The Indian Securities Contracts (Regulation) Act of 1956, defines Stock Exchange as, “An association, organization or body of individuals, whether incorporated or not, established for the purpose of assisting, regulating and controlling business in buying, selling and dealing in securities.” In simple terms an exchange is an institution, organization, or association which hosts a market where stocks, bonds, options, futures, and commodities are traded. Buyers and sellers come together to trade during specific hours on business days. Exchanges impose rules and regulations on the firms and brokers that are involved with them. If a particular company is traded on an exchange, it is referred to as "listed”. (more…)
What are Eurobonds?

What are Eurobonds?

Eurobonds are interest-bearing securities denominated in a currency other than the home currency of the country or market in which it is issued. They are commonly issued by governments, corporations, and international organizations. These instruments often trade on an exchange and they trade much like other bonds. The Eurobond market is considered less liquid than the traditional bond market. Mostly coupon of Eurobonds is paid annually. Eurobonds are usually bearer bonds which means that no transfer agent keeps a list of bondholders and arranges the interest and principal payments. Instead, holders receive interest when they present the coupon to the borrower, and receive the principal when the bond matures. (more…)
FRM Level I Exam Structure

FRM Level I Exam Structure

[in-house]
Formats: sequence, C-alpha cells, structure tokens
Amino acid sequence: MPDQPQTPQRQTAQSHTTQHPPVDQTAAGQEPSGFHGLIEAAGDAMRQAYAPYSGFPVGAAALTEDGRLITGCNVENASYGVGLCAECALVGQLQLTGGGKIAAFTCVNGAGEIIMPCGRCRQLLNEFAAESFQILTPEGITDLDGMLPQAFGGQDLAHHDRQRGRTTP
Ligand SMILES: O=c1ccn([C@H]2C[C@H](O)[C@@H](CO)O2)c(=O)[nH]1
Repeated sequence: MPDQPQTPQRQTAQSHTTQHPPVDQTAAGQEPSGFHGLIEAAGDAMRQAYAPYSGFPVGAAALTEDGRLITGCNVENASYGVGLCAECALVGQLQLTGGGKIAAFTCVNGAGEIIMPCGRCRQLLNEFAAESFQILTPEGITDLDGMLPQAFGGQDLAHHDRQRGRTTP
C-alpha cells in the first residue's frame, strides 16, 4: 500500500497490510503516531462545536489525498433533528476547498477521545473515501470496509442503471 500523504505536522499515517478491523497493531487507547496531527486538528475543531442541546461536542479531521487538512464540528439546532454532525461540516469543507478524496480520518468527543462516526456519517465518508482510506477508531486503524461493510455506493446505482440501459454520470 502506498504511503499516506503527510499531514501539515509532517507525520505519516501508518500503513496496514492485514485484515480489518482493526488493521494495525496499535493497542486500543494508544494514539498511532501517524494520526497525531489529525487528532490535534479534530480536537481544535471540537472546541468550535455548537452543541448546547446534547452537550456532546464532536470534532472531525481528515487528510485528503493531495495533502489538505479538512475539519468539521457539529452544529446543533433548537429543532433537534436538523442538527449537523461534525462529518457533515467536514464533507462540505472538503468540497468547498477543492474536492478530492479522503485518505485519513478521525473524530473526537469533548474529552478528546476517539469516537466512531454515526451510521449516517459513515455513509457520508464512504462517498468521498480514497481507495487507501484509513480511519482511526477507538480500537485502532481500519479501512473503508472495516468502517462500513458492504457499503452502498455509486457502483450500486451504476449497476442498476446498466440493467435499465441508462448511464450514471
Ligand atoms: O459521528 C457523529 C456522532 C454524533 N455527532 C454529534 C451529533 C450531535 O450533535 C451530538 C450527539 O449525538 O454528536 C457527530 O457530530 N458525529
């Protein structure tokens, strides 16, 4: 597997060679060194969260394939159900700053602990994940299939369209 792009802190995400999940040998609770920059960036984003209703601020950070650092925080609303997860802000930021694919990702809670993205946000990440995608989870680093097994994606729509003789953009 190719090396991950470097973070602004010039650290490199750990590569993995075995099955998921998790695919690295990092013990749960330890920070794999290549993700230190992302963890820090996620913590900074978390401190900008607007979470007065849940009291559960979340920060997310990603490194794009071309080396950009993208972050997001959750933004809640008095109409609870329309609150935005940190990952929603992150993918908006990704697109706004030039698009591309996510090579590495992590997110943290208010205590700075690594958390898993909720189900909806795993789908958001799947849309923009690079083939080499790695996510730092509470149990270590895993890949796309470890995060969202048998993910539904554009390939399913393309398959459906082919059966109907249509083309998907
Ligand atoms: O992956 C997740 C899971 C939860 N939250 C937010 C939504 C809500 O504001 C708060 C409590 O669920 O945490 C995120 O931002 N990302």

FRM Level I Exam Structure

What is FRM Exam?? The Global Association of Risk Professionals (GARP) established the FRM designation to identify and recognize risk professionals who are qualified to make informed decisions based on current, globally accepted industry standards. The FRM designation indicates you have a strong understanding of the underlying risk management concepts in today’s ever-changing financial markets which has been validated by international professional standards. (more…)
FRM Level II Exam Structure

FRM Level II Exam Structure

FRM Level II Exam Structure:

What is FRM Exam?? The Global Association of Risk Professionals (GARP) established the FRM designation to identify and recognize risk professionals who are qualified to make informed decisions based on current, globally accepted industry standards. The FRM designation indicates you have a strong understanding of the underlying risk management concepts in today’s ever-changing financial markets which has been validated by international professional standards. (more…)
Direct & Indirect Currency Quote

Currency Quote – What is Direct & Indirect Quote?

How to read a Currency Quote? When a currency is quoted it is always quoted in terms of some other currency. So if you are trying to determine the exchange rate between the US Dollar and Euro then it might look something like EUR/USD 1.11. In this currency pairing, the currency on the left side is called as Base Currency and currency to the right is called the Quoted Currency. The base currency is always equal to one unit (in this case, 1Euro), and the quoted currency (in this case, the US Dollar) is what that one base unit is equivalent to in the other currency. (more…)
All About FRM Exam

Financial Risk Management (FRM) Exam Full Details

FRM Exam Details

If you’re considering the FRM course, you definitely have questions. We are here to answer every question and guide you through the successful completion of the course. You can read through the article to get Full details regarding the FRM exam and get a fair idea about the start to end process of earning this credential and what to expect from the exam. What is FRM Exam?? The Global Association of Risk Professionals (GARP) established the FRM designation to identify and recognize risk professionals who are qualified to make informed decisions based on current, globally accepted industry standards. The FRM designation indicates you have a strong understanding of the underlying risk management concepts in today’s ever-changing financial markets which has been validated by international professional standards. (more…)